Thus the essential problem facing the creation of a democratic government under Shari’a is that such a government can be neither secular nor pluralistic. The Shari’a is by its nature a series of divine commands and prohibitions which regulate every aspect of life both personal and public. Secularism means in addition to the separation of church and state that truth is something that cannot be exclusively possessed. Pluralism means that there are differing acceptable views about how to interpret man and his relation to the world and that no one holds a monopoly on how a society is to be structured. That means that skepticism has a place in society that prevails over the certitude of an absolutist system. It means that political experimentation within the framework of a society is acceptable and that mankind will make and attempt to rectify mistakes within the political sphere.
In a society that insists on the exclusiveness of the implementation of God’s law on earth, this isn’t possible. Further this is an ideological problem and not one of historical evolution. The West went through a change because the ideological basis of the Christian Church was one of exclusive secular power. The Pope for example was the Vicar of Christ and not the Vicar of Augustus. It was three hundred years before the temporal powers of the Roman Empire embraced Christianity. Islam was a political entity certainly from the time of the hijra in 622 c.e going forward and the successors of Muhammad (PBUH) from the moment of his death presided over a political state which in one form or another existed continuously until 1918 c.e.. It is this order that the current brand of political Islam is seeking to restore and there is no question that the so called Arab Spring has brought them a step closer. But a secular pluralistic democracy will not emerge in any Muslim country in the current political environment.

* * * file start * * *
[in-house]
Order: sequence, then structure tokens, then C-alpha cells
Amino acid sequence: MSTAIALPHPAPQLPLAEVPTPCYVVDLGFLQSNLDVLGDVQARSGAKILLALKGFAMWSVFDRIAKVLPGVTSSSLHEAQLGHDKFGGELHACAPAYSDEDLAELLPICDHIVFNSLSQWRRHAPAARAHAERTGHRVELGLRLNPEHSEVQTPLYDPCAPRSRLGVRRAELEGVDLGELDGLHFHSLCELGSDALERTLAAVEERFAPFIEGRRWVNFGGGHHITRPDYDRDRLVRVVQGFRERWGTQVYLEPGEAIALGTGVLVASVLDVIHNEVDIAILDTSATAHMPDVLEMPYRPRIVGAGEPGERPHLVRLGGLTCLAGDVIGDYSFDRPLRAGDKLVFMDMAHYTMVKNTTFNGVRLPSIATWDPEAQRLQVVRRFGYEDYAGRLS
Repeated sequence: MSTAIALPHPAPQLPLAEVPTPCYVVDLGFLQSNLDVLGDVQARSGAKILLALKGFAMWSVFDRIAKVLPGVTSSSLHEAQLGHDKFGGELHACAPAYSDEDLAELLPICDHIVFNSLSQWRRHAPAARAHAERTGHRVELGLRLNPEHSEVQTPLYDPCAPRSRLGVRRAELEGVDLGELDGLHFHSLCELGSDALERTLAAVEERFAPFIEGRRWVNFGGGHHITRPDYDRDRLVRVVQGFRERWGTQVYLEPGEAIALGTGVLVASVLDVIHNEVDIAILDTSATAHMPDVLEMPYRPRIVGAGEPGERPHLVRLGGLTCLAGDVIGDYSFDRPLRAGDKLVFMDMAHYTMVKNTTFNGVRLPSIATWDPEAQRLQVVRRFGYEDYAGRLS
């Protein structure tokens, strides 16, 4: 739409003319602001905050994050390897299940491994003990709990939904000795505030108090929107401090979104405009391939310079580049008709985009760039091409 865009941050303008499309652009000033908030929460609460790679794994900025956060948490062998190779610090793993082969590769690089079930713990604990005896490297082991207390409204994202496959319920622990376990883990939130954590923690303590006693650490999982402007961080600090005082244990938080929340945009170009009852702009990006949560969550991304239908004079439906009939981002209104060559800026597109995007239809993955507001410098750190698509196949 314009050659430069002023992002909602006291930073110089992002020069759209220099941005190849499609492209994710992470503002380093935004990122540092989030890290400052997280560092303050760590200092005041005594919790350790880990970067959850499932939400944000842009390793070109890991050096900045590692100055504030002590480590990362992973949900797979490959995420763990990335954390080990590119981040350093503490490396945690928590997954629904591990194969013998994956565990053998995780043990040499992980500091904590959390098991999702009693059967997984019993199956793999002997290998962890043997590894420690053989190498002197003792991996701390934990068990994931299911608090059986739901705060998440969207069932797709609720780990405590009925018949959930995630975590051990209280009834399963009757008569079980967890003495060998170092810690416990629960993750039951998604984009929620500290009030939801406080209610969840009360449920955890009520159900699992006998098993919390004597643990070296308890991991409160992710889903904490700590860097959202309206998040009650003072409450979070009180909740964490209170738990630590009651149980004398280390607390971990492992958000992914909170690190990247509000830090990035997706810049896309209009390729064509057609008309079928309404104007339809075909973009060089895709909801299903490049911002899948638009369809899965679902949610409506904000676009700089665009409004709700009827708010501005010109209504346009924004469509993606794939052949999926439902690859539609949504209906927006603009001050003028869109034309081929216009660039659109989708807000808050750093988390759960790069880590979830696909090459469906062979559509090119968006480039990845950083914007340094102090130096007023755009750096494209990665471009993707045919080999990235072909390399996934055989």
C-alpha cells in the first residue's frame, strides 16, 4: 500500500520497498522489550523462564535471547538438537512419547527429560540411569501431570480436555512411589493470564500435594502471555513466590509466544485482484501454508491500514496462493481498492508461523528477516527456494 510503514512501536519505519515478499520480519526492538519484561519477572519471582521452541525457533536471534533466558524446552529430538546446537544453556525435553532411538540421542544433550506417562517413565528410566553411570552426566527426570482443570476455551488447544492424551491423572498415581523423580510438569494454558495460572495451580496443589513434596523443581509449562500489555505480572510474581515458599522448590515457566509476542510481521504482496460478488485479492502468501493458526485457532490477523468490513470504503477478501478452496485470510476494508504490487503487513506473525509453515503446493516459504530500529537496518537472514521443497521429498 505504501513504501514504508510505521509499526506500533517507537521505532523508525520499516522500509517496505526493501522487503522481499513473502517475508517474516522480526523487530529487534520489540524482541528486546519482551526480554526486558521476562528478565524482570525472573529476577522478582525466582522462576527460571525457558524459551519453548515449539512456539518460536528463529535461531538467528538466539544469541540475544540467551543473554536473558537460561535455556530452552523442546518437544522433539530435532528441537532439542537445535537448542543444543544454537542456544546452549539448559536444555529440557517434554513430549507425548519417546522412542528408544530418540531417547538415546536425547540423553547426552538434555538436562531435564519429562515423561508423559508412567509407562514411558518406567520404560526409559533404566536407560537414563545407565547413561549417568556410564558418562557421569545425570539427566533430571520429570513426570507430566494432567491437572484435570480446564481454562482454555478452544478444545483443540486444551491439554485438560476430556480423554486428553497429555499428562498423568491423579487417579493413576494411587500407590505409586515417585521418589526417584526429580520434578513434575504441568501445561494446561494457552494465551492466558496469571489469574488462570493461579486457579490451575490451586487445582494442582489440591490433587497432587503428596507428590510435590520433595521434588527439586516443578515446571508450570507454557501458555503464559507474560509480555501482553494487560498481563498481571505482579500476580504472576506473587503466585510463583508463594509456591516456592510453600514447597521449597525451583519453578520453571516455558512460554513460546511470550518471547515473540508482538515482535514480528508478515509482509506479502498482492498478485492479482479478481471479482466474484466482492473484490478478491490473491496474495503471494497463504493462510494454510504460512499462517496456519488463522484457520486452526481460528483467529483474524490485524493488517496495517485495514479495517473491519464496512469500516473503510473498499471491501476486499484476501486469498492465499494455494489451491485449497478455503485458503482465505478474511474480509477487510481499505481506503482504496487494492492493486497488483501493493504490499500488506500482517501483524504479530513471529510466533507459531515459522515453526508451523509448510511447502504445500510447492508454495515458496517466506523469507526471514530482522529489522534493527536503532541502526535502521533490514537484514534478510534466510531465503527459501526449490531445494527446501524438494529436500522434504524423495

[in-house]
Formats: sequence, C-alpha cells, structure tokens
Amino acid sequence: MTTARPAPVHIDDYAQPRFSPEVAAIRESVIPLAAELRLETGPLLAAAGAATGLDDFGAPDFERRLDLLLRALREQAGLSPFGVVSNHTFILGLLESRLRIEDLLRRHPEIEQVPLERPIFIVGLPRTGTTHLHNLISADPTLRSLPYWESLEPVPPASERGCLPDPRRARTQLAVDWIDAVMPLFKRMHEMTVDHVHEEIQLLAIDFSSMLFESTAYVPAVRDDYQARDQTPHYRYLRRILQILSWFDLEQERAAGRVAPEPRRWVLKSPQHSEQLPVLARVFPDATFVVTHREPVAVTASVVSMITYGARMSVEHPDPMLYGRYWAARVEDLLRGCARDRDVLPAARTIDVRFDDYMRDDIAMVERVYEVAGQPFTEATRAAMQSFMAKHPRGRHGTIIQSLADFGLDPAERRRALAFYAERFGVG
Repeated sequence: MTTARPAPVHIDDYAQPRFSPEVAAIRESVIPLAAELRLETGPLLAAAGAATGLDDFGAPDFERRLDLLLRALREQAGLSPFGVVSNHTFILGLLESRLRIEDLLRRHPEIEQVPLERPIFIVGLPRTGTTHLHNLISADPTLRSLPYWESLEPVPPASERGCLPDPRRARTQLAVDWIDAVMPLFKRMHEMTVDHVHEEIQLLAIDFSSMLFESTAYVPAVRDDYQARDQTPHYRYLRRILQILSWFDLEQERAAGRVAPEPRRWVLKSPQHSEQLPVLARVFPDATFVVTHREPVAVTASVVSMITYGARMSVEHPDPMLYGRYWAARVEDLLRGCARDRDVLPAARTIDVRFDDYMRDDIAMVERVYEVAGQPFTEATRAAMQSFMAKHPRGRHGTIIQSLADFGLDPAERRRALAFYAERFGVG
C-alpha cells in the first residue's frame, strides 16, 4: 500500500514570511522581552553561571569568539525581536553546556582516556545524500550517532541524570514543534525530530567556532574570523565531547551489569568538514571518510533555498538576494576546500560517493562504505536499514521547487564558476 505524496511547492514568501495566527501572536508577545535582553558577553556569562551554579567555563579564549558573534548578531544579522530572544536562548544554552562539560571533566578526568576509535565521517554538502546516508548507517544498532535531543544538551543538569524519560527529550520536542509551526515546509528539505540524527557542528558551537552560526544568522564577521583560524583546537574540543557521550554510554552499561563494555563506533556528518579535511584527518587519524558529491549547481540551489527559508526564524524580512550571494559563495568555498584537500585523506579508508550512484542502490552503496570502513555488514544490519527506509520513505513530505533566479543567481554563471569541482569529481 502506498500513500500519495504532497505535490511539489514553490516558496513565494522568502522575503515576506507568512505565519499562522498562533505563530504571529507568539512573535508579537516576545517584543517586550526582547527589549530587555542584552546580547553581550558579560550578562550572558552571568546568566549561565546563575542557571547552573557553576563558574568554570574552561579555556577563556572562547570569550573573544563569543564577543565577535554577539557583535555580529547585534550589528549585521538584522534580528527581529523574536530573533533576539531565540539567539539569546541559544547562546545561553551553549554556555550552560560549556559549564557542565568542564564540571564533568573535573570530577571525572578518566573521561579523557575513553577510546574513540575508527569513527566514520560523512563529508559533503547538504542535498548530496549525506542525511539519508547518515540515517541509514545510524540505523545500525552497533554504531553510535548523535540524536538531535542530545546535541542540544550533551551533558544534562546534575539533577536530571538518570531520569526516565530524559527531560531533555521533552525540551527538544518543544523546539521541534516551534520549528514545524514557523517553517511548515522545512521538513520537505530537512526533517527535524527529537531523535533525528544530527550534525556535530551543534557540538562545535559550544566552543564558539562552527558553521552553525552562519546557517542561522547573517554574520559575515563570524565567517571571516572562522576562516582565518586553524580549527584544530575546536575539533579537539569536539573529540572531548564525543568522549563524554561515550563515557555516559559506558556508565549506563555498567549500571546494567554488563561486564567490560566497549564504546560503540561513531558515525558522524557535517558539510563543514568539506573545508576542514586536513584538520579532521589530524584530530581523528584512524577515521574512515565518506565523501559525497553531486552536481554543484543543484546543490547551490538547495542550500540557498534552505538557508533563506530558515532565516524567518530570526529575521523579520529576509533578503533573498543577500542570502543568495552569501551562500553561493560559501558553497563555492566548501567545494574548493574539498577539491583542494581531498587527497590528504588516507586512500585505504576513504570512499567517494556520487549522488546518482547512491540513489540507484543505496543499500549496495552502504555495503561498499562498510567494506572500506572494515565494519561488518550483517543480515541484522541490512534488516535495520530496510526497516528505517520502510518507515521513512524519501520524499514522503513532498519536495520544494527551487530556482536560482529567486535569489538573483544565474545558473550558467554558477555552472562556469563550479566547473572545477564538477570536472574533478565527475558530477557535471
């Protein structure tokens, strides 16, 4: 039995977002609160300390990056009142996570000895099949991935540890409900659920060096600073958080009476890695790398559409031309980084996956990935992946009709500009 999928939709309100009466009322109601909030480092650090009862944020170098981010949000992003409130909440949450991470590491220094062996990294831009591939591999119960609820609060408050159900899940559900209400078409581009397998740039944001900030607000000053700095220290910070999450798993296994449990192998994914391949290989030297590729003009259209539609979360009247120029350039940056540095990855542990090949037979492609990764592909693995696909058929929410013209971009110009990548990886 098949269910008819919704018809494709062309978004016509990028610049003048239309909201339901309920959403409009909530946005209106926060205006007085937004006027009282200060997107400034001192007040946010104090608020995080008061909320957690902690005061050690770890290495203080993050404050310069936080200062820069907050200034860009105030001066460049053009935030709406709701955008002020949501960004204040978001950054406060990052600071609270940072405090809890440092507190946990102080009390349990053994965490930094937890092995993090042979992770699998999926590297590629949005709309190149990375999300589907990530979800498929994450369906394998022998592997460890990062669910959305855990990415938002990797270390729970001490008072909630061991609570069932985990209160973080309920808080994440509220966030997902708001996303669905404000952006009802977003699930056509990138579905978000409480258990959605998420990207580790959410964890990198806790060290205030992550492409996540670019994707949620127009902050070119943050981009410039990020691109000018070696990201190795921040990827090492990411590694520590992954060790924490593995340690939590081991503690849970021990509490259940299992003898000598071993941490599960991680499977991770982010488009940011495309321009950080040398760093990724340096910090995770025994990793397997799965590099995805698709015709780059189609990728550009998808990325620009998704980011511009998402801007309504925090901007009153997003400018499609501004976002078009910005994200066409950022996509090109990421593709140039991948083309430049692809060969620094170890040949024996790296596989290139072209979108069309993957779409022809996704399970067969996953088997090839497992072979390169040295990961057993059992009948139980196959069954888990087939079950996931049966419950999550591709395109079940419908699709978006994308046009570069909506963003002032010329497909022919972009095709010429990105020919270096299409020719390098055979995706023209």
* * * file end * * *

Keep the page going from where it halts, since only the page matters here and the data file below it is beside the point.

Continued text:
The Qur’an (n.d.)
Taymiyyah, Ibn (c. 1300) Siyassa Al Sharia
Vatikiotis, P.J. (1987) Islam and the State
Maududi, Abdu Ala (1955) Islamic Law and its Introduction
Al-Fawzan, Shaikh Salih (n.d.) Aqeeda at-Tawheed
The Economist (2012) The Muslim Brotherhood-Dialogue is the Best Defense
Al-Banna, Hassan (n.d.) Majmu’at Rasa’il
Qutb, Sayyid (1964) Ma’alem fil-tariq
Al-Ghazali, Zaynab (1982) Ayyam min Hayyati
Auda, Abdul Qadir (1978) Tashri Al-Jana’i
Al-Bishri, Tariq (1980) Al Muslimun wa’l Agbat fi itar al-Jama’a al-Wataniyya
As-Sadir, Muhammad Baqr (1975) Islamic Political System
Al-Qaradawi, Shaikh Yusuf (1977) Ghayr al-Muslimin fi’l Mujtama’ al-Islami